Schmoke ally seeks revival of bottle tax Councilwoman Dixon opposes proposal for piggyback raise

Her plan gaining support

Some members want further budget cuts to avert any (( increase

April 20, 1996|By Robert Guy Matthews | Robert Guy Matthews,SUN STAFF

Councilwoman Sheila Dixon, a key ally of Mayor Kurt L. Schmoke, is leading a charge against the mayor's push to increase the piggyback tax by trying to revive the bottle tax.

Mrs. Dixon intends to introduce a bill Monday that would add a 2-cent tax on beverage containers of 16 ounces or less and a 4-cent levy on larger sizes. The tax, which is being phased out at the insistence of the previous council, has generated about $6.1 million yearly.

The proposal comes as the City Council and Mr. Schmoke begin a two-month wrangle over the city's $2.3 billion budget. The council, whose approval is required for the budget, is reluctant to raise taxes and is likely to make deep cuts in some agencies. The mayor has said raising taxes is the only way to hold off severe cuts in city services.

This week, the mayor told the council he would seek a piggyback tax increase that would require residents to pay to the city an amount calculated as a percentage of the state income tax of 55 percent instead of 50 percent. It would be the first increase since 1967 and would net $10 million yearly, according to Mr. Schmoke.

Mrs. Dixon, who represents the 4th District, said that she would make up the difference in revenue by additional cuts in the budget.

"With this [bottle] tax, you make a choice to pay it or not," Mrs. Dixon said.

Council members are feeling the heat from residents who are flooding their offices with phone calls and letters urging them to dump the mayor's proposal. Council members have said that they would slash the budget before backing the piggyback tax increase.

But Mrs. Dixon's bottle tax proposal was beginning to win some preliminary support from her colleagues yesterday, It has a better chance of passing than the mayor's piggyback tax increase for two reasons:

One, this council has seven new members who did not commit to repealing the bottle tax last June. And two, the re-elected members who chose to phase out the tax are open to reversing their votes.

"I've been a little upset ever since I [voted for repeal]," said 1st District Councilwoman Lois Garey, who says that she was lobbied hard by the bottle industry, which claimed that jobs would be saved. Now, "I would be willing to look at it again."

Freshman 5th District Councilwoman Helen L. Holton said she wouldn't be inclined to raise taxes at all but, given the two alternatives, "I would support a container tax over the piggyback tax."

But other council members who voted for the bottle tax phase-out last June say that their votes would not change this year.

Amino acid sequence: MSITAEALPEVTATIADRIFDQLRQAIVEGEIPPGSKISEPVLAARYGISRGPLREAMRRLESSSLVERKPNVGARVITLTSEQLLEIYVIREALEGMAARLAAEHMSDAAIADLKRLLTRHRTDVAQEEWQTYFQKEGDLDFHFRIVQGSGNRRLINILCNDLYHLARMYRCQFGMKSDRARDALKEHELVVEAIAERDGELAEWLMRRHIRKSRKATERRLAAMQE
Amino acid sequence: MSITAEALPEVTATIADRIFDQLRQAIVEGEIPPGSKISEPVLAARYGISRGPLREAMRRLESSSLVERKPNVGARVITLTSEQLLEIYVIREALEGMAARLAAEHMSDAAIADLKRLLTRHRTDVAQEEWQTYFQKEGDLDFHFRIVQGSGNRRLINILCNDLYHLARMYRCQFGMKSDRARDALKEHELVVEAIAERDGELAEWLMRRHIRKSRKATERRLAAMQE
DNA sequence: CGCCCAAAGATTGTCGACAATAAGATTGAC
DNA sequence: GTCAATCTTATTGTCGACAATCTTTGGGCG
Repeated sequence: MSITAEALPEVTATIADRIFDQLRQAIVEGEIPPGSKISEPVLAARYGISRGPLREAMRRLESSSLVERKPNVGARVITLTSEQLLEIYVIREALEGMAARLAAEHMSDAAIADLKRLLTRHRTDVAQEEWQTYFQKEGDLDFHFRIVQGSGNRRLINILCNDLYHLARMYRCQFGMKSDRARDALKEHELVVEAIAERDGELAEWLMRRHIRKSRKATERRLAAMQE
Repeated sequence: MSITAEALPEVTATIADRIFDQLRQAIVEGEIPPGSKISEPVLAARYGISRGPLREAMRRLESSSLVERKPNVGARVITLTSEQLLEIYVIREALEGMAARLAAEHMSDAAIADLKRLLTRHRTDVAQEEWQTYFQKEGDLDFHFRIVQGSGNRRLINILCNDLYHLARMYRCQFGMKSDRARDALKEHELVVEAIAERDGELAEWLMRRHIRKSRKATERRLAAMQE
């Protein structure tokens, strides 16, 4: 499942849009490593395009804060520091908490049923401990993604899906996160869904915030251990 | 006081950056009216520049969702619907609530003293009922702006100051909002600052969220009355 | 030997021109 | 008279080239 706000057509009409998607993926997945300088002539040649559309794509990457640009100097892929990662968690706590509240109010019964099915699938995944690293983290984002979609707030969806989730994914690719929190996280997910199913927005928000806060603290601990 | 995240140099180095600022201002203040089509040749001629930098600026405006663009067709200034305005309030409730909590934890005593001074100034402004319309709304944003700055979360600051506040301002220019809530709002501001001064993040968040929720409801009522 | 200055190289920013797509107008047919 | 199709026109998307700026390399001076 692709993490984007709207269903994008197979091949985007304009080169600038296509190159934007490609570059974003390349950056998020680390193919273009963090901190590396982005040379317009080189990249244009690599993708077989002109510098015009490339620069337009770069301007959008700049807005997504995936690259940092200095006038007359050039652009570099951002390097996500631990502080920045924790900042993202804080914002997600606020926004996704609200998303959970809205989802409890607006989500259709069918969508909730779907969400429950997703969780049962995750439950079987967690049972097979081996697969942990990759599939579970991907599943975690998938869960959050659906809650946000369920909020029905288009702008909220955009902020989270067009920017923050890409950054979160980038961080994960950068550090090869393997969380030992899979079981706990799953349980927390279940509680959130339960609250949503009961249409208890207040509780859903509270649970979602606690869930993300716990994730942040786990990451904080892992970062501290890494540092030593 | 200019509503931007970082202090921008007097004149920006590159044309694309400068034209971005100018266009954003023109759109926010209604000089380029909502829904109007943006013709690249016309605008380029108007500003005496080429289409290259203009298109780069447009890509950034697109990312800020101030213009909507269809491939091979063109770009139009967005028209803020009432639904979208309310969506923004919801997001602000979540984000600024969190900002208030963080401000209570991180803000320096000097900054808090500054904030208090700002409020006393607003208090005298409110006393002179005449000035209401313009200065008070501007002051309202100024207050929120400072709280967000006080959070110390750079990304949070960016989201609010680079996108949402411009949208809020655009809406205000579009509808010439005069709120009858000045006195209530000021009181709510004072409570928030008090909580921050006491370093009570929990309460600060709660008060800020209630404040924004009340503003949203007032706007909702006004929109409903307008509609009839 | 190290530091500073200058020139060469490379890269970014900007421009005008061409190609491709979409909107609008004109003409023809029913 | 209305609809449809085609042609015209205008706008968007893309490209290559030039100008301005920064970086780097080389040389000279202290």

"I am absolutely opposed to that," said 5th District

Councilwoman Rochelle "Rikki" Spector.

Mr. Schmoke, was out of town yesterday. His press secretary, Alonza Williams, had not studied the tax issues and said he could not speak about them. But highly placed sources within the Schmoke administration said the mayor knows about Mrs. Dixon's proposal and was not immediately opposed to it.

All council members say that, once they get the full budget, they will look for areas to slash costs so that no tax increase will be necessary. The City Charter allows the City Council only to cut money from the budget, not to add expenditures.

At the earliest, the council will receive the full budget May 21, because it has to be submitted to and approved by the Board of Estimates first. The council will schedule public hearings and votes in time to return it to the mayor for signature by June 10 -- 20 days before the end of the fiscal year.

The mayor has said that if the council does not pass his proposed piggyback tax increase, agencies like the Department Recreation and Parks, the Enoch Pratt Free Library and the Baltimore Museum of Art will take the lion's share of cuts.

But the council need not follow those recommendations. Members can cut from other city agencies instead, as long as the budget is balanced.

This week, council members are being pressured to pass the piggyback tax by heads of the city agencies that the mayor says will be hardest hit if the levy doesn't pass.

Dr. Carla D. Hayden, director of Enoch Pratt Free Library -- one of the agencies targeted to benefit from the piggyback tax increase -- will meet with the council Monday afternoon to urge members to pass Mr. Schmoke's tax.

Mr. Schmoke said he will have the piggyback tax increase introduced at Monday's council meeting,

It is likely that Council President Lawrence A. Bell III will refer that bill and Mrs. Dixon's bill to the Taxation and Finance Committee, headed by 3rd District Councilman Martin O'Malley. Mr. O'Malley, who said he opposes the mayor's piggyback tax increase, said that he will not schedule the required public hearings until the council receives the full budget.

"I don't think that it would be too bright to all of a sudden send out a blank check for 1997 without seeing what we pay for in 1997," Mr. O'Malley said.

Pub Date: 4/20/96

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